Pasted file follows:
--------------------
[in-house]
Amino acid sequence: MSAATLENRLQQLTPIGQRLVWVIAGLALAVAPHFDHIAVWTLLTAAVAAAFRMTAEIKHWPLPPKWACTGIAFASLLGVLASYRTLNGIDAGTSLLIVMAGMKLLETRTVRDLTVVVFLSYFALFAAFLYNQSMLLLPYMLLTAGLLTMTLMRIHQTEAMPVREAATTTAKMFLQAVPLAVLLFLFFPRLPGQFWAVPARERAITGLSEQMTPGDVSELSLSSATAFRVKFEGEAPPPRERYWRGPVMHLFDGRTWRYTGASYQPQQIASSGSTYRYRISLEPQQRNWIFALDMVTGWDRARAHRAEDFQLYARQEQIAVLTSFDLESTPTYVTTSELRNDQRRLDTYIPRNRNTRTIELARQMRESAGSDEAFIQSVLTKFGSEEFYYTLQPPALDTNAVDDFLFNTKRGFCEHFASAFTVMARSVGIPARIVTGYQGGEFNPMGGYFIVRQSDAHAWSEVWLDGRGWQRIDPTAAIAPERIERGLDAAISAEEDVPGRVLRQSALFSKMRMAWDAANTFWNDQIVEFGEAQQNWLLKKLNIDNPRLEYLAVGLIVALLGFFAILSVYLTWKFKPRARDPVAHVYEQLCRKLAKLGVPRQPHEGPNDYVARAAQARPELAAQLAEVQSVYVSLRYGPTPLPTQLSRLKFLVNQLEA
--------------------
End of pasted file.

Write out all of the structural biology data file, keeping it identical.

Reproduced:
[in-house]
Amino acid sequence: MSAATLENRLQQLTPIGQRLVWVIAGLALAVAPHFDHIAVWTLLTAAVAAAFRMTAEIKHWPLPPKWACTGIAFASLLGVLASYRTLNGIDAGTSLLIVMAGMKLLETRTVRDLTVVVFLSYFALFAAFLYNQSMLLLPYMLLTAGLLTMTLMRIHQTEAMPVREAATTTAKMFLQAVPLAVLLFLFFPRLPGQFWAVPARERAITGLSEQMTPGDVSELSLSSATAFRVKFEGEAPPPRERYWRGPVMHLFDGRTWRYTGASYQPQQIASSGSTYRYRISLEPQQRNWIFALDMVTGWDRARAHRAEDFQLYARQEQIAVLTSFDLESTPTYVTTSELRNDQRRLDTYIPRNRNTRTIELARQMRESAGSDEAFIQSVLTKFGSEEFYYTLQPPALDTNAVDDFLFNTKRGFCEHFASAFTVMARSVGIPARIVTGYQGGEFNPMGGYFIVRQSDAHAWSEVWLDGRGWQRIDPTAAIAPERIERGLDAAISAEEDVPGRVLRQSALFSKMRMAWDAANTFWNDQIVEFGEAQQNWLLKKLNIDNPRLEYLAVGLIVALLGFFAILSVYLTWKFKPRARDPVAHVYEQLCRKLAKLGVPRQPHEGPNDYVARAAQARPELAAQLAEVQSVYVSLRYGPTPLPTQLSRLKFLVNQLEA